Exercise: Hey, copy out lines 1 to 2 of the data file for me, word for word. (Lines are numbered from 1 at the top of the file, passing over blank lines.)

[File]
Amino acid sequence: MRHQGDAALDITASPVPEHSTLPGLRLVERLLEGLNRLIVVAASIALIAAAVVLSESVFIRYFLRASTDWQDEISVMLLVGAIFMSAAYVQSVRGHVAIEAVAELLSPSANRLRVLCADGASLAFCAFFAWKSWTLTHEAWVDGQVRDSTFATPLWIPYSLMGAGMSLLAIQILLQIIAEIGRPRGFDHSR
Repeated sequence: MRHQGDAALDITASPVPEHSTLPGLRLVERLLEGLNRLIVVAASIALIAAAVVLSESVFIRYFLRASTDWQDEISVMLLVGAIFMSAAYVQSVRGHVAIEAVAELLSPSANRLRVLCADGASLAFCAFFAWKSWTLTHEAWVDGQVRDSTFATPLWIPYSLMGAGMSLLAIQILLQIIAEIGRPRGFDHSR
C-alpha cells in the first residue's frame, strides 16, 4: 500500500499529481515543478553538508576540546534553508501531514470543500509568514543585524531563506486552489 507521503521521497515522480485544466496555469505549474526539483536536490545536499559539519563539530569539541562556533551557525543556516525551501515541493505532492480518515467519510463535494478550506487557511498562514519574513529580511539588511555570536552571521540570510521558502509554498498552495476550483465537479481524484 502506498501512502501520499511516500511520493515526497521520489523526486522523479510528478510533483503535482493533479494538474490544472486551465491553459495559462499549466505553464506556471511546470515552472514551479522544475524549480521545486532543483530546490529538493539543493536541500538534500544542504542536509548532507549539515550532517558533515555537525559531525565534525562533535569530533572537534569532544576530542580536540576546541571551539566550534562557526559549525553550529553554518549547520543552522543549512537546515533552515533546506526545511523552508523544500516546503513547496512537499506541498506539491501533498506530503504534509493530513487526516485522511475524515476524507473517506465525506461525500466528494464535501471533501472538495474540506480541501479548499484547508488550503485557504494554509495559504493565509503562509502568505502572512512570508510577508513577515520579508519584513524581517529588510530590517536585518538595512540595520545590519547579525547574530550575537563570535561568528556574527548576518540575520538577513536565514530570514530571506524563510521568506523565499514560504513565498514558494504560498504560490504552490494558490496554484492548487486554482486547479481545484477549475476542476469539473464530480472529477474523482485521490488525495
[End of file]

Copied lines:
Amino acid sequence: MRHQGDAALDITASPVPEHSTLPGLRLVERLLEGLNRLIVVAASIALIAAAVVLSESVFIRYFLRASTDWQDEISVMLLVGAIFMSAAYVQSVRGHVAIEAVAELLSPSANRLRVLCADGASLAFCAFFAWKSWTLTHEAWVDGQVRDSTFATPLWIPYSLMGAGMSLLAIQILLQIIAEIGRPRGFDHSR
Repeated sequence: MRHQGDAALDITASPVPEHSTLPGLRLVERLLEGLNRLIVVAASIALIAAAVVLSESVFIRYFLRASTDWQDEISVMLLVGAIFMSAAYVQSVRGHVAIEAVAELLSPSANRLRVLCADGASLAFCAFFAWKSWTLTHEAWVDGQVRDSTFATPLWIPYSLMGAGMSLLAIQILLQIIAEIGRPRGFDHSR